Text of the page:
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I have taken off the entire week for Thanksgiving, partly to prepare for the turkey, and partly to get some sort of a break before the commotion around Dual-Eligibility starts in earnest.

I am stunned in many ways at the number of referrals that sail into my office now. When we first started the project four years ago, we expected to be inundated with calls from social workers and others who were trying to help people remain or reintegrate back into the community. Imagine… a free service that gives that connection…

But we all know the story: new project, something else to remember, a hassle. Or, if it works, another trusted part of the community, a stepping stone, a colleague. I guess I have gotten there. Many of the people I see know someone else who regularly makes referrals to me. We have a wonderful community now, most of the time.

Still standing in the way are the agencies and entities with their own interests preceding those of the consumers they serve. Growth can destroy an agency if it happens so quickly that the agency loses sight of its core values, or if those core values are skewed to begin with.

Last week was filled with the sort of heartbreak that comes from a completely messed-up system. I am already frustrated enough with the incredibly restrictive nature of Medicaid waivers. As I have stated in the past, why a waiver? Why is the system still filled with such institutional bias?

And why, when a person has a brain injury or a life-ending illness, or a significant physical disability, why oh why do we attach those waivers only to getting out of a nursing home?

To explain, we have some waivers in Massachusetts that pertain only to people who have “served time” in an institution for ninety days. If you have an acquired brain injury, for example, there is hope if you have been incarcerated in a nursing home. Money Follows the Person, a demonstration project for Medicaid recipients, also is based on that same nursing home stay.

So, Olmsteadians and others, where are the Home and Community Based Services to prevent these nursing home stays in the first place?

I need these resources, RIGHT NOW, for the people I see. They keep asking, you know.

I don’t like to tell people that the options are to become impoverished, to divorce the people you love, to play the system and make it work… It just seems immoral. It is.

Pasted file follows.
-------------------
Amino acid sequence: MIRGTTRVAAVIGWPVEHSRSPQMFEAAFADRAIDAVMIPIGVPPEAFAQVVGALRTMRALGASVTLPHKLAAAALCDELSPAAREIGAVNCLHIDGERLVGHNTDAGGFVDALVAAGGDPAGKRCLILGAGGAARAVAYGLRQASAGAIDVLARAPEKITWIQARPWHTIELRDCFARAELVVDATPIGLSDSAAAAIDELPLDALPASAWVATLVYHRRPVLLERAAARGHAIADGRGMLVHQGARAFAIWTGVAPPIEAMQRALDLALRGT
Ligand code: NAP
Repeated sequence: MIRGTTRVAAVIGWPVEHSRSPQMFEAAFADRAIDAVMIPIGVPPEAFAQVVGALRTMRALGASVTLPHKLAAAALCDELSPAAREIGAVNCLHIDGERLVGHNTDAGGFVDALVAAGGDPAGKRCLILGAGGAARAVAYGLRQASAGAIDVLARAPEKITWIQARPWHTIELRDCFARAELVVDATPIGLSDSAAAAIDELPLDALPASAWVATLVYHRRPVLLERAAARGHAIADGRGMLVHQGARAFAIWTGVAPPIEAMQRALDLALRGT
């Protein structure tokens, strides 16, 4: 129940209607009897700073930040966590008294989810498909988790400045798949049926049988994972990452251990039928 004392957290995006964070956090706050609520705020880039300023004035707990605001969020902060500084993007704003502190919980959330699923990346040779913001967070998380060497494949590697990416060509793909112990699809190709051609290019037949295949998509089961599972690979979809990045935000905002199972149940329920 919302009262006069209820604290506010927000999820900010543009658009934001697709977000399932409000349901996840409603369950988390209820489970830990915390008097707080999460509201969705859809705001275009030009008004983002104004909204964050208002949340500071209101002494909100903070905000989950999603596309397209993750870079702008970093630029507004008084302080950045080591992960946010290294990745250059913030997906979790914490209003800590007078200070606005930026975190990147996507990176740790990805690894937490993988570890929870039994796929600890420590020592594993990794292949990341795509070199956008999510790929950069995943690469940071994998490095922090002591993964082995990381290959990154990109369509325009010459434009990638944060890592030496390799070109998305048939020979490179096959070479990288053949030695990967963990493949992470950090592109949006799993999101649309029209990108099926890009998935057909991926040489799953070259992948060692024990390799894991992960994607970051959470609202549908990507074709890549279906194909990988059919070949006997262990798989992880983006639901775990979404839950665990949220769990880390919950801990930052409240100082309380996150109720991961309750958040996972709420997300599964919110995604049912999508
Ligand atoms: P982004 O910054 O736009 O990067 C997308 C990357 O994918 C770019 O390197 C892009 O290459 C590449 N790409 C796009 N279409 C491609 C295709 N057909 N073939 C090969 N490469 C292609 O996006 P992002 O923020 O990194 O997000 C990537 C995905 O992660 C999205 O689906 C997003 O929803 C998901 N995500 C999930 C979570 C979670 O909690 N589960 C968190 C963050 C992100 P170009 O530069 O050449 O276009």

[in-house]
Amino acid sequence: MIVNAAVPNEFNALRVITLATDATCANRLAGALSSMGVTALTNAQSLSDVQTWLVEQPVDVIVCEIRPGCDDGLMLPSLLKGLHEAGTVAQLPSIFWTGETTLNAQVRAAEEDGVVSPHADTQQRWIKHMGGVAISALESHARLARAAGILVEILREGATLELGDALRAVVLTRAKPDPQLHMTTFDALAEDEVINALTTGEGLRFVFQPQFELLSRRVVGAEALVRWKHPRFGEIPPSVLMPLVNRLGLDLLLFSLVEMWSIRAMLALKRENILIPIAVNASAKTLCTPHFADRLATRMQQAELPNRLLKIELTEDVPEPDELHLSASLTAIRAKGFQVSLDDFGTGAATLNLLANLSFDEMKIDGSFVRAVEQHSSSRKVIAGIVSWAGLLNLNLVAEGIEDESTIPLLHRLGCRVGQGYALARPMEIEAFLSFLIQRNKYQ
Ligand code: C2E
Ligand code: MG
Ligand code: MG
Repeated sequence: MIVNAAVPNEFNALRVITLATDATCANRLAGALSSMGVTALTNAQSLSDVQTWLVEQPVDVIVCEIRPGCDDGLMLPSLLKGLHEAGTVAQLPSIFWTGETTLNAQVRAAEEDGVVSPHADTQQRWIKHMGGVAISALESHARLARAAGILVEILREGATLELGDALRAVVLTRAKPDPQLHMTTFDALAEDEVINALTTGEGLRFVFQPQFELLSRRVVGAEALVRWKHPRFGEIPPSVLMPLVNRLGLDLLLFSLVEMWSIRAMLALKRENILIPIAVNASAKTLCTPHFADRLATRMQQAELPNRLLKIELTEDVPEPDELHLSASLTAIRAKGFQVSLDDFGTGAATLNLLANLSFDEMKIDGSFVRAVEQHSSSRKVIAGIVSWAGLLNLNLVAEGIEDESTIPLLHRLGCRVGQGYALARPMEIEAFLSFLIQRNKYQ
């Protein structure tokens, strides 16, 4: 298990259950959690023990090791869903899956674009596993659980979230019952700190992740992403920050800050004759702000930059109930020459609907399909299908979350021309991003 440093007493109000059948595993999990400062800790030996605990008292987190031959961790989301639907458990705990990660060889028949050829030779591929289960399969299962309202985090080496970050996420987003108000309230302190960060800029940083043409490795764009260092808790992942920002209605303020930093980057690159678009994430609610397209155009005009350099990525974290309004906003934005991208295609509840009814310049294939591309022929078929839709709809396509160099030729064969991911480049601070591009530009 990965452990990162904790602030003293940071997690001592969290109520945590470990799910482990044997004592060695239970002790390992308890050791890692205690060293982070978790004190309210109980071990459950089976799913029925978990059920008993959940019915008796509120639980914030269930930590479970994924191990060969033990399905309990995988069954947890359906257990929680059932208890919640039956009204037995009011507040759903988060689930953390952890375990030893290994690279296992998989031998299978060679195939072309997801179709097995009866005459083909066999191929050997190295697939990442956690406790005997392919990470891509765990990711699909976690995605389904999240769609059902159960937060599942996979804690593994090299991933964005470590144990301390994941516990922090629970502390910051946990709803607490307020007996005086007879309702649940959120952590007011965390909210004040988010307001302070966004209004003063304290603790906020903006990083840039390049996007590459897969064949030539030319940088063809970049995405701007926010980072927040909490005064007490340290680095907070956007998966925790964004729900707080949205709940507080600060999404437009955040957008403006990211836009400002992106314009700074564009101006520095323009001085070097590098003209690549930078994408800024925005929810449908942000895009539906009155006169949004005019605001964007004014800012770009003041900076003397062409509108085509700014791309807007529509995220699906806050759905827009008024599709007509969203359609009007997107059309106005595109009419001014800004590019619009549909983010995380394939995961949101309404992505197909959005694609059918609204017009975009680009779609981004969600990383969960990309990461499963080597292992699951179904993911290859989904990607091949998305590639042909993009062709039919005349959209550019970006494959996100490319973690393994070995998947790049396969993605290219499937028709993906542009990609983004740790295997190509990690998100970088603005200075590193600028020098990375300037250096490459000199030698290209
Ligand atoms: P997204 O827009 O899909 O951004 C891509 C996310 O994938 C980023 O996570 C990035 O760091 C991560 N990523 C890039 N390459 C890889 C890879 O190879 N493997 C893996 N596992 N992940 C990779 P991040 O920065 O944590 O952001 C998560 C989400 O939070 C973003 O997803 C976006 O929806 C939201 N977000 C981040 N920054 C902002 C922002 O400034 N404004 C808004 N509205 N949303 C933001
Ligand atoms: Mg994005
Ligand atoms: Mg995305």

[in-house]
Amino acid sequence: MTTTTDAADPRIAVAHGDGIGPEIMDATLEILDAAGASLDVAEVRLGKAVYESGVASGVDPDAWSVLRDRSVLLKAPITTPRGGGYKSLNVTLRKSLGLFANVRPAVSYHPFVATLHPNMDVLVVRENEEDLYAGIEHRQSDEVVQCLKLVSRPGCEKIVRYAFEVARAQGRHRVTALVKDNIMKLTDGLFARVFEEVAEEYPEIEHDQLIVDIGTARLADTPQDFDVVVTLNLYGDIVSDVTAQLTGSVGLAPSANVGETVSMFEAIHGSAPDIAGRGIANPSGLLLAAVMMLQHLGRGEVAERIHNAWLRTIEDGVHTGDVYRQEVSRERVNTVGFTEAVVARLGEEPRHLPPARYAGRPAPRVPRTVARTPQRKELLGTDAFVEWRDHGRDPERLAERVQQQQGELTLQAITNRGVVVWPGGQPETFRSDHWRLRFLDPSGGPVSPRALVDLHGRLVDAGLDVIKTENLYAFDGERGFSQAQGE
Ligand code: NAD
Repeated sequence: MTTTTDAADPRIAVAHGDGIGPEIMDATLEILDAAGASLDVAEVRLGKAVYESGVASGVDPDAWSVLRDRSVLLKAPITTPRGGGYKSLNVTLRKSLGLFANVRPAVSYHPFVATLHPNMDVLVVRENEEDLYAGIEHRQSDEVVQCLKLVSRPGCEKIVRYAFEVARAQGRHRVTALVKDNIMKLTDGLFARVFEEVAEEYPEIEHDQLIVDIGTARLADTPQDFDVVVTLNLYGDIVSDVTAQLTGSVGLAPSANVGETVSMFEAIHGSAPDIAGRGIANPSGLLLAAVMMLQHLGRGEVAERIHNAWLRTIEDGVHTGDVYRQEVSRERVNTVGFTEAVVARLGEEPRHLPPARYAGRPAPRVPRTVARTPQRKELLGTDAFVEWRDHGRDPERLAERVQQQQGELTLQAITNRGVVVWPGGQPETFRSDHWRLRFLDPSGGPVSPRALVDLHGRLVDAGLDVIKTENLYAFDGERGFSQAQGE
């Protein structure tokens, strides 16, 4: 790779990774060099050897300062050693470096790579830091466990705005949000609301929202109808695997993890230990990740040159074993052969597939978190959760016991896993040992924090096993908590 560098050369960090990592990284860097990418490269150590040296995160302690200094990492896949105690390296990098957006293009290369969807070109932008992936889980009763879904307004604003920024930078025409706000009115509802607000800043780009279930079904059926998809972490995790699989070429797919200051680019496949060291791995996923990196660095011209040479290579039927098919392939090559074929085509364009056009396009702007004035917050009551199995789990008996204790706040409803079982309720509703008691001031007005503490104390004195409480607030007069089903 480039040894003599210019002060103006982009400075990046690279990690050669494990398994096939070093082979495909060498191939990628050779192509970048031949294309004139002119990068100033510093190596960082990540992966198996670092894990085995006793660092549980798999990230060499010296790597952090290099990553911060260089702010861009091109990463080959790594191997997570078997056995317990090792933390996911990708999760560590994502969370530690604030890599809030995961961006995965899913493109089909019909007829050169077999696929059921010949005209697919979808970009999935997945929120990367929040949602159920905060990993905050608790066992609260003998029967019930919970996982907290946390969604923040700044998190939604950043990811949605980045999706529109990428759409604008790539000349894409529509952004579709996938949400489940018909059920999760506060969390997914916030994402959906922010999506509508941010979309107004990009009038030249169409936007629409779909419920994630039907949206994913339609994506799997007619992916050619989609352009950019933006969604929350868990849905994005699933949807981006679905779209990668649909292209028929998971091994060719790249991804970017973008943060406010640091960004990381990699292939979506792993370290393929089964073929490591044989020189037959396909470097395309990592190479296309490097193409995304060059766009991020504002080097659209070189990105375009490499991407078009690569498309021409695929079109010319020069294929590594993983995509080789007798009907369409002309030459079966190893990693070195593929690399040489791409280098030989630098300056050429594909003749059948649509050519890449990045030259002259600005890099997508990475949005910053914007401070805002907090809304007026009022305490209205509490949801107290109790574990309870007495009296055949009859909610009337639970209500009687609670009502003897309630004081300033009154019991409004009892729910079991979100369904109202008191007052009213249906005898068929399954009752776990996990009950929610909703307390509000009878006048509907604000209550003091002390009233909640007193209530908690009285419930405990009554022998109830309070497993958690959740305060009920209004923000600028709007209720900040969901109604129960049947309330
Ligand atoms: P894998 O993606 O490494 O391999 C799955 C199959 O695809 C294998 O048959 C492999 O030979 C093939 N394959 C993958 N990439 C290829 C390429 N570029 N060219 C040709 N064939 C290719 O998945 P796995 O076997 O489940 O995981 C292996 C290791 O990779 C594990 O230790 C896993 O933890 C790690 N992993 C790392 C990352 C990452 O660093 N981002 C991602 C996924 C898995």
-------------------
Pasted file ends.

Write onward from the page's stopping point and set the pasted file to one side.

I am so thankful, thankful for the mere thought that our country has ventured into territory that even questions the barbaric healthcare system that we have. We seem to ignore that people actually do age, get sick, need help, remain human.

I am thankful for my own health as I write this, as transient and wonderful as these moments are.

I am thankful for the freedom to fight for what I believe in, and I believe that healthcare is a human right.

I am also thankful for movies like the one I saw this weekend: The Sessions. Thankful for humanity, love, emotional, for the physical body and its existence on earth. Thankful for creativity, and humor, and once more, thankful for love.

Written by Only Anecdotal

19 Nov 2012 at 7:30pm

He Wants the Real American

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The election is, at last, over.

I am relatively happy with the way things turned, out. Relieved may be a better word. But not everyone feels this way, a fact that came crashing down on my idealistic soul in a bar on election night.

Now, you would think that event planners would have better sense than to schedule a singles mixer as we awaited the turnout from such hotly contested races. But schedule they did, and I signed up. I thought it would be interesting–and it was.

For one thing, it was an icebreaker for the nervous mingler to look up at the screens and comment as states turned either red or blue. That was a somewhat entertaining, but as a person with strong feelings about the issues brought up in the campaigns, I could not help but voice my overwhelming concern during the last year (several years, actually) about access to healthcare.

A man tried to convince me that he was justified in his stance against universal coverage, because his company is looking at penalties of over $5 million because the company does not offer health insurance to all of its employees. I was shocked: shocked that rather than offer insurance, the company had decided to swallow the penalties. Shocked also at his reasoning. He told me that the people have jobs, and fewer people would be employed if the penalties ate that deeply into the profit margin.

Problem is, I see people die from lack of access to timely and affordable healthcare. I see the stress and the ultimate, unwilling non-compliance to medical plans because people cannot afford medications or outpatient visits. The man claimed, as Romney did, that people go to emergency departments for care; they do not go without. I told him that if he could walk one day in my shoes, see the people I see, he would change his mind.